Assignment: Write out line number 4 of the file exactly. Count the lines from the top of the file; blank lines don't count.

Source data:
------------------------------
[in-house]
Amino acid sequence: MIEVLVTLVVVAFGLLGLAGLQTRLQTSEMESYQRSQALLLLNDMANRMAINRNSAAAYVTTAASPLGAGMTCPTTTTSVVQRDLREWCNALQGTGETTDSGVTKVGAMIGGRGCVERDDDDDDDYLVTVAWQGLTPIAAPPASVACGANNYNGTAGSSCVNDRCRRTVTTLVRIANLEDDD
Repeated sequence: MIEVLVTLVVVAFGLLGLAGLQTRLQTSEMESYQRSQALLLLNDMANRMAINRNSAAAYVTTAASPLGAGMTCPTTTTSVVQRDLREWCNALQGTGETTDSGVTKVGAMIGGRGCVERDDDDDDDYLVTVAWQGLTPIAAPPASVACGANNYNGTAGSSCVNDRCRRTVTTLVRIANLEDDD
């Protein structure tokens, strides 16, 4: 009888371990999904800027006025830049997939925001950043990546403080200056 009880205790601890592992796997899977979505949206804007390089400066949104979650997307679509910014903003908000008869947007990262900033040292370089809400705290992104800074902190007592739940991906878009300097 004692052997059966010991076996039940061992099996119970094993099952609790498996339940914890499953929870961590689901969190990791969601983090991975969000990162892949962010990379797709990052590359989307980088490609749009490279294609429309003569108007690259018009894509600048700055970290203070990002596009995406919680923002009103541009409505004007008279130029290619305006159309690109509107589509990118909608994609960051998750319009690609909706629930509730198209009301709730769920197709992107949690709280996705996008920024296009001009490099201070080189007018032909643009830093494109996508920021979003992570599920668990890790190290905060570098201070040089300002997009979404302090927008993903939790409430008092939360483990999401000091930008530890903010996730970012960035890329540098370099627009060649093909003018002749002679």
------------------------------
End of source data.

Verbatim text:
């Protein structure tokens, strides 16, 4: 009888371990999904800027006025830049997939925001950043990546403080200056 009880205790601890592992796997899977979505949206804007390089400066949104979650997307679509910014903003908000008869947007990262900033040292370089809400705290992104800074902190007592739940991906878009300097 004692052997059966010991076996039940061992099996119970094993099952609790498996339940914890499953929870961590689901969190990791969601983090991975969000990162892949962010990379797709990052590359989307980088490609749009490279294609429309003569108007690259018009894509600048700055970290203070990002596009995406919680923002009103541009409505004007008279130029290619305006159309690109509107589509990118909608994609960051998750319009690609909706629930509730198209009301709730769920197709992107949690709280996705996008920024296009001009490099201070080189007018032909643009830093494109996508920021979003992570599920668990890790190290905060570098201070040089300002997009979404302090927008993903939790409430008092939360483990999401000091930008530890903010996730970012960035890329540098370099627009060649093909003018002749002679």